New Treatment Option for Relapsing Multiple Sclerosis - Episode 2
Stephen Krieger, MD: Cladribine was studied in trials over a decade ago in relapsing multiple sclerosis and it has now been recently approved in the United States. It was approved in Europe for the last couple of years, but the FDA has caught up and has made oral cladribine available for us here in the US. It's very interesting because we've never before in our field had an approval of a drug that was studied so long ago, so it's new for us but there's been long-term follow-up for these patients over the better part of the last decade, and that gives us a little bit more of a sense of the safety record and the track record for this drug.
It was originally denied by the FDA because of concerns from malignancy, and so now over the last 10 years we can say that the malignancy concern hasn't continued to go up such that you know in retrospect, now the FDA can look at it again and say this drug is safe enough to approve. It was studied in pretty early and active MS; the FDA approved it as not a first-line drug, but generally for people who have had a suboptimal response to 1 other therapy.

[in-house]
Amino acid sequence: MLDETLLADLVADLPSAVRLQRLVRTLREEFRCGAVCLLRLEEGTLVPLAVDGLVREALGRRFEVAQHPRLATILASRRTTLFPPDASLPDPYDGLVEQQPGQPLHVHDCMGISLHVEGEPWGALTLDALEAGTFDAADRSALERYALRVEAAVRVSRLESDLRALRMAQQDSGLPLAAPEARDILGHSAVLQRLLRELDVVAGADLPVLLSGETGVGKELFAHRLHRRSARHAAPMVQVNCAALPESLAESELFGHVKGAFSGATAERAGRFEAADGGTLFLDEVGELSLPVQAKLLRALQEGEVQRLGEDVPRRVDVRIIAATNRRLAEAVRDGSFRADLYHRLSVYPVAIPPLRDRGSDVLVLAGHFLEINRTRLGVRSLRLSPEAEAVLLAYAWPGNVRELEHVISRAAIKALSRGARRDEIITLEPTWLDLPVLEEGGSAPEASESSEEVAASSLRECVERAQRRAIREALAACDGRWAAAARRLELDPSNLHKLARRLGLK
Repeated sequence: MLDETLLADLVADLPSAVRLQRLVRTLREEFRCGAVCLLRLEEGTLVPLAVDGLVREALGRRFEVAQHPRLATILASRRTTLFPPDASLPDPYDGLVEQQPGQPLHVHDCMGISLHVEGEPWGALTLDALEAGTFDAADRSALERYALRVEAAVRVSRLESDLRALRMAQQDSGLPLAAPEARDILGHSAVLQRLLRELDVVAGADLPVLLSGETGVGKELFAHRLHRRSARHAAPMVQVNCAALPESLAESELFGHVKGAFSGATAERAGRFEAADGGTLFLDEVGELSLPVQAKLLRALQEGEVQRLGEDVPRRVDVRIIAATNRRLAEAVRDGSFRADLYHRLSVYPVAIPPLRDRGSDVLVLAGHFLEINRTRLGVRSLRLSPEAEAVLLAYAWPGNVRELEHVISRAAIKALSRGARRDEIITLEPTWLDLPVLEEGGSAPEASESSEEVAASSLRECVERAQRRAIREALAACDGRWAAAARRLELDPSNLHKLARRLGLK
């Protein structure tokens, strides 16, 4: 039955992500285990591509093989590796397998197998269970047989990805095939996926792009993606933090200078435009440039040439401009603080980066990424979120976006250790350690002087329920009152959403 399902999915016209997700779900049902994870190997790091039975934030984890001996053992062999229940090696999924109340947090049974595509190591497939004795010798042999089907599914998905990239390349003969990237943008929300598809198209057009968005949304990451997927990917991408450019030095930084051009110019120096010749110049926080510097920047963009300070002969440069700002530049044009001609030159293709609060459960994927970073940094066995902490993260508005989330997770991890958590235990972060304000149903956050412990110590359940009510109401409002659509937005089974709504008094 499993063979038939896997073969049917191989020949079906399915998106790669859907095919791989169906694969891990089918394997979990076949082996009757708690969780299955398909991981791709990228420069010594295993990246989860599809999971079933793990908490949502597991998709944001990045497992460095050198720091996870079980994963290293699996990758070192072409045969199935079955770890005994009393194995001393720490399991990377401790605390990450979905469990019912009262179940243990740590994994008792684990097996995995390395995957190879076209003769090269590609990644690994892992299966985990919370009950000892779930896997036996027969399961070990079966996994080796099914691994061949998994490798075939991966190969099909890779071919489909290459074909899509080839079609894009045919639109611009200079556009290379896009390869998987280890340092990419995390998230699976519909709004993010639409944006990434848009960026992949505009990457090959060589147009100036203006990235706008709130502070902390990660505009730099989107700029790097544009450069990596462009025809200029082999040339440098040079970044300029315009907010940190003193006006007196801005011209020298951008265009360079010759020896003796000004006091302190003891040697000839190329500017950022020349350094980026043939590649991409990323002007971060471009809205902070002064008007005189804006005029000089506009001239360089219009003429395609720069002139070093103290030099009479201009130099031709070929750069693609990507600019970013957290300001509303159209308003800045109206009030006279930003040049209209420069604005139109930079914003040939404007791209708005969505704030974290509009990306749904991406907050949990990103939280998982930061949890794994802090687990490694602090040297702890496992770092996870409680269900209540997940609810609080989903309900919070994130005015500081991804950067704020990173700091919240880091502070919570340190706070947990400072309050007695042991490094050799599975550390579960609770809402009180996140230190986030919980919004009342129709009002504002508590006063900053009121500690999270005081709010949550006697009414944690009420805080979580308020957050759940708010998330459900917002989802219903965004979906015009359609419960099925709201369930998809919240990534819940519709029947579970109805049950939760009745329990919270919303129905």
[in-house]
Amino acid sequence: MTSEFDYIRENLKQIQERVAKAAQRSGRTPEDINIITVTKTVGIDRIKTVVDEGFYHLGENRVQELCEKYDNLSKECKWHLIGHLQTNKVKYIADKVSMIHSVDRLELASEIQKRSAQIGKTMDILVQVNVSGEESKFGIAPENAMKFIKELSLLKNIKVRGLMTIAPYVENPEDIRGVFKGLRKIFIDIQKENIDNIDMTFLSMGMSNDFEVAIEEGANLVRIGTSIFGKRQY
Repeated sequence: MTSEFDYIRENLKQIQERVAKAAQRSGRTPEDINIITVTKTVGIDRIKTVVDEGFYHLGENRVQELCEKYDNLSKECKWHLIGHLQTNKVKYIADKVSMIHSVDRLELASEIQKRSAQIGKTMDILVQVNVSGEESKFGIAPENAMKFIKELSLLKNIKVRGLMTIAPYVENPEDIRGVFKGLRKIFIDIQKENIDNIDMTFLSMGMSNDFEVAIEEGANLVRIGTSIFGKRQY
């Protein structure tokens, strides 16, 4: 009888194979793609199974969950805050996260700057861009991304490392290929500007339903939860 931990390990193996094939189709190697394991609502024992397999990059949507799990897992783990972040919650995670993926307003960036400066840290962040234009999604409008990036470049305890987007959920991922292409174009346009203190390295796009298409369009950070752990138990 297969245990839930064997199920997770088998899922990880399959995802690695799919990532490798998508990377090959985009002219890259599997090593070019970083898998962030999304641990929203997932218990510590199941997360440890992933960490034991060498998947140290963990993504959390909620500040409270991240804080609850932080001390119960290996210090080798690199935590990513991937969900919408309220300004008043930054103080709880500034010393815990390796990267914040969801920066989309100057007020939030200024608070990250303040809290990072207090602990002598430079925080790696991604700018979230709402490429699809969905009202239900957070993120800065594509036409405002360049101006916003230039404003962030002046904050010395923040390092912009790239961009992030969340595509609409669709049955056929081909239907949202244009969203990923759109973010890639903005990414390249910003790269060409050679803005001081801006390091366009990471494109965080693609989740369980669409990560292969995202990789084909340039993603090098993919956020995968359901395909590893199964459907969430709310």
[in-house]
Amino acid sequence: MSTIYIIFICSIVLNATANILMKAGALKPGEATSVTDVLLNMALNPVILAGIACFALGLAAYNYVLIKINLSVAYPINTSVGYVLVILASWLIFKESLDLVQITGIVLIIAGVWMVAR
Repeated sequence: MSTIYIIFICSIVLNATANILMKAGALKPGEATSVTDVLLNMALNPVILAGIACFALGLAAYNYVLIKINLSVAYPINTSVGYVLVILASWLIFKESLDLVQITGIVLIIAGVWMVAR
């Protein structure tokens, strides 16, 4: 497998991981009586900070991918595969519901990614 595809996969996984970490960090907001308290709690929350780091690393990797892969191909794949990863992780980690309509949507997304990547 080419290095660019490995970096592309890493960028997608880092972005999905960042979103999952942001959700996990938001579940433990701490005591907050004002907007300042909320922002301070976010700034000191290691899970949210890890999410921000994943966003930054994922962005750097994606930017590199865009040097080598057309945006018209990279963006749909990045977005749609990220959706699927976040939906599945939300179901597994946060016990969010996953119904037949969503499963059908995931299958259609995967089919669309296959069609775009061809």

I think for active relapsing-remitting patients who've had that kind of lack of response to or failure to be treated by a drug, I think it's a very plausible option; it lasts for a long time so it's given as these short courses for 2 years and then the FDA didn't suggest retreating in years 3 or 4 and it left the future rather open.
In principle, one can sort of shut down disease activity with these 2 courses of treatment and perhaps keep it stable for many years, so there's opportunities there for women who may want to have their families because it can shut down the disease and the drug exits the system and it could give them an opportunity to try to conceive; that's always something we think about a lot for young people and young women in particular with MS. It could be an opportunity for someone, let's say who has trouble with compliance, someone who is not going to be able to take an injection all the time or pills once or twice a day because it's given with short courses. These patients need to be followed so I wouldn't give it to a patient that I think is going to be so noncompliant that we won't see them and get their monitoring, but that's another way of ensuring that someone is treated for the long term.